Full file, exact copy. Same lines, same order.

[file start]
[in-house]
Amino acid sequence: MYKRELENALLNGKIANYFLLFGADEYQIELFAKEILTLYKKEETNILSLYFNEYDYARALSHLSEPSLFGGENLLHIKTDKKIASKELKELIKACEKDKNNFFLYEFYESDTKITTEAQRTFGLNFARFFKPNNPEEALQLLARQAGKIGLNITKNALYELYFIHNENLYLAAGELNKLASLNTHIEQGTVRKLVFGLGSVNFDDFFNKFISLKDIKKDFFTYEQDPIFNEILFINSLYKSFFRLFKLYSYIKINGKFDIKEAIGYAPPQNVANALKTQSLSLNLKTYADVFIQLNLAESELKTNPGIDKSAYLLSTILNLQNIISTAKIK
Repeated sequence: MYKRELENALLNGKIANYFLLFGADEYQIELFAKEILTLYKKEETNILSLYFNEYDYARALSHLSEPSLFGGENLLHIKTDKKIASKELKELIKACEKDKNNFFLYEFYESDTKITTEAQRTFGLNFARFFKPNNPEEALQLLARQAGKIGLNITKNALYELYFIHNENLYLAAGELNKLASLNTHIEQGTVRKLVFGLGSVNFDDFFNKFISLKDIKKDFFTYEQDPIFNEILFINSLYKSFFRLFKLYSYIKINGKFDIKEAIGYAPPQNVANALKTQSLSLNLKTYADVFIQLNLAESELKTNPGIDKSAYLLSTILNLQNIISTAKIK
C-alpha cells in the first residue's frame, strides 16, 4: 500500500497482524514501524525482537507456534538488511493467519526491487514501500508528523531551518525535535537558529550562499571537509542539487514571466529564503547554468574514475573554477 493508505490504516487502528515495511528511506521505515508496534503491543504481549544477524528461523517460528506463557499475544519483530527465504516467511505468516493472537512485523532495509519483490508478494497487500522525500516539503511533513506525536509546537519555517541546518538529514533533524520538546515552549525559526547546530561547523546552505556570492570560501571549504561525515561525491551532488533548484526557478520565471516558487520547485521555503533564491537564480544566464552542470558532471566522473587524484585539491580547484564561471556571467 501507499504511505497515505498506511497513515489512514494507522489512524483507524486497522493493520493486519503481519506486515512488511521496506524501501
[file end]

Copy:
[in-house]
Amino acid sequence: MYKRELENALLNGKIANYFLLFGADEYQIELFAKEILTLYKKEETNILSLYFNEYDYARALSHLSEPSLFGGENLLHIKTDKKIASKELKELIKACEKDKNNFFLYEFYESDTKITTEAQRTFGLNFARFFKPNNPEEALQLLARQAGKIGLNITKNALYELYFIHNENLYLAAGELNKLASLNTHIEQGTVRKLVFGLGSVNFDDFFNKFISLKDIKKDFFTYEQDPIFNEILFINSLYKSFFRLFKLYSYIKINGKFDIKEAIGYAPPQNVANALKTQSLSLNLKTYADVFIQLNLAESELKTNPGIDKSAYLLSTILNLQNIISTAKIK
Repeated sequence: MYKRELENALLNGKIANYFLLFGADEYQIELFAKEILTLYKKEETNILSLYFNEYDYARALSHLSEPSLFGGENLLHIKTDKKIASKELKELIKACEKDKNNFFLYEFYESDTKITTEAQRTFGLNFARFFKPNNPEEALQLLARQAGKIGLNITKNALYELYFIHNENLYLAAGELNKLASLNTHIEQGTVRKLVFGLGSVNFDDFFNKFISLKDIKKDFFTYEQDPIFNEILFINSLYKSFFRLFKLYSYIKINGKFDIKEAIGYAPPQNVANALKTQSLSLNLKTYADVFIQLNLAESELKTNPGIDKSAYLLSTILNLQNIISTAKIK
C-alpha cells in the first residue's frame, strides 16, 4: 500500500497482524514501524525482537507456534538488511493467519526491487514501500508528523531551518525535535537558529550562499571537509542539487514571466529564503547554468574514475573554477 493508505490504516487502528515495511528511506521505515508496534503491543504481549544477524528461523517460528506463557499475544519483530527465504516467511505468516493472537512485523532495509519483490508478494497487500522525500516539503511533513506525536509546537519555517541546518538529514533533524520538546515552549525559526547546530561547523546552505556570492570560501571549504561525515561525491551532488533548484526557478520565471516558487520547485521555503533564491537564480544566464552542470558532471566522473587524484585539491580547484564561471556571467 501507499504511505497515505498506511497513515489512514494507522489512524483507524486497522493493520493486519503481519506486515512488511521496506524501501